PAWLEYS ISLAND, S.C. -- As golf course origins go, it's not exactly field of dreams.
Faced with rising property taxes in the early 1990s, the members of the Caledonia Fish Club figured they'd better start making some money on 120 acres of vacant land the club owned on Pawleys Island south of Myrtle Beach. Thus was Caledonia Golf and Fish Club born.
From this practical beginning grew one of the golf courses that defined the Grand Strand's shift to upscale golf and its emergence as one of America's top golf destinations.
Opened in 1994, Caledonia was the late Mike Strantz's first signature design, and it's become an area favorite. Believe the hype: This course is imaginative, challenging and unique, with scenery, service and ambiance to match.
An avid artist who was known to walk course properties making sketches before he started on blueprints, Strantz chose to heavily shape the fishing club's land, adding plenty of undulation, while seamlessly sculpting natural elements into his design.
Several mighty oak trees play integral roles, most notably in front of the seventh green and on the 13th fairway. Only one of the property's many oaks was cut down to make way for the golf course.
Don't be misled by the length (6,526 yards from the championship tees). While it's considered less difficult than its Strantz-designed sister golf course, True Blue, Caledonia has some teeth, especially on the back nine.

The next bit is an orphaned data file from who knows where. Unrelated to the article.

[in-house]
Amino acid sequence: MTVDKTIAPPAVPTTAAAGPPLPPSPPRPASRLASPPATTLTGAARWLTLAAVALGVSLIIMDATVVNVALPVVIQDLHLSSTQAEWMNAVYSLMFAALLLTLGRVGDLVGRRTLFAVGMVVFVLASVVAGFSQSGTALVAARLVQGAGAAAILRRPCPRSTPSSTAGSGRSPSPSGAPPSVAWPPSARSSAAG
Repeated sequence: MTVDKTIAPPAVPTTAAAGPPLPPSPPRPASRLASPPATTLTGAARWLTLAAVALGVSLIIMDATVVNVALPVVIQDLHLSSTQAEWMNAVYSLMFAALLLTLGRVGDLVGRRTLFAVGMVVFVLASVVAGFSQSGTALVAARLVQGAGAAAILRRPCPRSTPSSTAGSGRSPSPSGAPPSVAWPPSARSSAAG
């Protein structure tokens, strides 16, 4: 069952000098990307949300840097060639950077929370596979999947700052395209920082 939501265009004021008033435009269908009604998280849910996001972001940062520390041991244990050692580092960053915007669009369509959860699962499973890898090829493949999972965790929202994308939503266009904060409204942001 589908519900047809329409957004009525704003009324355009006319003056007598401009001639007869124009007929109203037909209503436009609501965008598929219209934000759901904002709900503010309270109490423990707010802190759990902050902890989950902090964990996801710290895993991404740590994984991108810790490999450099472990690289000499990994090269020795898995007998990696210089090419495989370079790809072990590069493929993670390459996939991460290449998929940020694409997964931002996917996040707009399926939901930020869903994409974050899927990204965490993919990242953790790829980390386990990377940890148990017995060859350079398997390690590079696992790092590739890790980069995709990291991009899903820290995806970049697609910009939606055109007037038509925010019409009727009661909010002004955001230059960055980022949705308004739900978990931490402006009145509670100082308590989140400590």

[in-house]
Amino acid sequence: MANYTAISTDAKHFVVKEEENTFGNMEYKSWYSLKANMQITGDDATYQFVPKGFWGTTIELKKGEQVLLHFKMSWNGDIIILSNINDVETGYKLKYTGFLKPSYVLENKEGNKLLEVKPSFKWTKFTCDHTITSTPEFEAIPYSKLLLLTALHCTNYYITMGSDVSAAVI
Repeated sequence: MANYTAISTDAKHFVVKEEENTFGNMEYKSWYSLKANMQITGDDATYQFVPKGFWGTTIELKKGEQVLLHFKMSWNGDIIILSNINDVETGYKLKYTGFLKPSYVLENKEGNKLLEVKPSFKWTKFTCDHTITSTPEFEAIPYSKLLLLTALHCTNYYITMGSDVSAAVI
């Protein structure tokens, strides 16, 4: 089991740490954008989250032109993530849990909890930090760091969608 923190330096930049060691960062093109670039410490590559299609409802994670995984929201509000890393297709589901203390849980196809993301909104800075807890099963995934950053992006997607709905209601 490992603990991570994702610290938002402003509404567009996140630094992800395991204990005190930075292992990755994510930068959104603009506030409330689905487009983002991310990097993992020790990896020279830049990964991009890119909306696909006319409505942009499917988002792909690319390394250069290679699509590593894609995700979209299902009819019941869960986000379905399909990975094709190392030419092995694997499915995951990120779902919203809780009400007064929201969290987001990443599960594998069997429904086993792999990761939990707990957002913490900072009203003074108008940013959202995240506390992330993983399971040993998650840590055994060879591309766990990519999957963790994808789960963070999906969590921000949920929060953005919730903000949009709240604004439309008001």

"If I had to truthfully handicap the golf course, I think the first four or five hardest holes would be on the back," Head Professional Todd Welden said.
No. 13 is one of the prettiest holes on Pawleys Island, but also one of the most intimidating, with the course's trickiest approach shot. The hole doglegs left around a giant oak en route to the smallest green on the course, guarded by a huge waste bunker with a pond to the left and back.
The 16th caps a run of five par 4s, all measuring 398 yards or more, with another daunting approach to a water-guarded green.
But the 18th, a relatively short par 4 at 380 yards, might be the most talked-about hole at Caledonia, wrapping around water into a shallow, well-guarded green just steps from the clubhouse. It can get downright unnerving during the warmer months, with dozens of or even hundreds of folks enjoying lunch or a post-round drink and betting on whether approach shots will splash down.
"It makes the shot into the green that much tougher" when the patio is full, Welden said. "We try and tell people to keep it down out there, but it can be tough."
Caledonia Golf and Fish Club: The verdict
Caledonia Golf and Fish Club invariably comes up when talk turns to the top golf courses in Myrtle Beach and the surrounding area, and rightly so.
The brilliance here is in the details -- the lack of housing, the mature oaks lining the drive into the club. You get what you pay for with the fine conditioning and the Champions Bermuda turf on the greens.
The course plays longer than it is -- you'll have your share of mid-to-long iron shots into greens -- and the hole diversity is fantastic. The dramatic 18th is a perfect finale to a round, or even an entire Myrtle Beach golf trip. Just be prepared for the clubhouse crowds as you finish, and have fun with it.